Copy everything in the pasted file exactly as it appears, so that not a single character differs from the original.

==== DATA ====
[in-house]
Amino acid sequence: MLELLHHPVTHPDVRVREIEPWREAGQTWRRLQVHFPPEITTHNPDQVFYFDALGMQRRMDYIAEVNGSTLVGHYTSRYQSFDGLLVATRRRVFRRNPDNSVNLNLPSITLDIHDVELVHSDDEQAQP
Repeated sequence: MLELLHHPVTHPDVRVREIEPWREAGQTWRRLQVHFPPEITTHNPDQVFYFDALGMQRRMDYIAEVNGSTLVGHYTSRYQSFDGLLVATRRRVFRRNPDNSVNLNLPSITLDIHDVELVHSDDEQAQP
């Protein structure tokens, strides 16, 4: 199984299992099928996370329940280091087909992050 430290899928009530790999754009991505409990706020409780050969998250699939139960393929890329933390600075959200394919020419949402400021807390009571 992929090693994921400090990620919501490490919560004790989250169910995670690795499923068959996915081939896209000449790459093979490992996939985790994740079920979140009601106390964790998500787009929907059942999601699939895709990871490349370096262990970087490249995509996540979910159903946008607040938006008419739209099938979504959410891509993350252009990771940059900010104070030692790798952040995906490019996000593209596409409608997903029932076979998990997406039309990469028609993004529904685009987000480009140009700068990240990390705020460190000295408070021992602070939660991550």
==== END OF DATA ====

[in-house]
Amino acid sequence: MLELLHHPVTHPDVRVREIEPWREAGQTWRRLQVHFPPEITTHNPDQVFYFDALGMQRRMDYIAEVNGSTLVGHYTSRYQSFDGLLVATRRRVFRRNPDNSVNLNLPSITLDIHDVELVHSDDEQAQP
Repeated sequence: MLELLHHPVTHPDVRVREIEPWREAGQTWRRLQVHFPPEITTHNPDQVFYFDALGMQRRMDYIAEVNGSTLVGHYTSRYQSFDGLLVATRRRVFRRNPDNSVNLNLPSITLDIHDVELVHSDDEQAQP
């Protein structure tokens, strides 16, 4: 199984299992099928996370329940280091087909992050 430290899928009530790999754009991505409990706020409780050969998250699939139960393929890329933390600075959200394919020419949402400021807390009571 992929090693994921400090990620919501490490919560004790989250169910995670690795499923068959996915081939896209000449790459093979490992996939985790994740079920979140009601106390964790998500787009929907059942999601699939895709990871490349370096262990970087490249995509996540979910159903946008607040938006008419739209099938979504959410891509993350252009990771940059900010104070030692790798952040995906490019996000593209596409409608997903029932076979998990997406039309990469028609993004529904685009987000480009140009700068990240990390705020460190000295408070021992602070939660991550």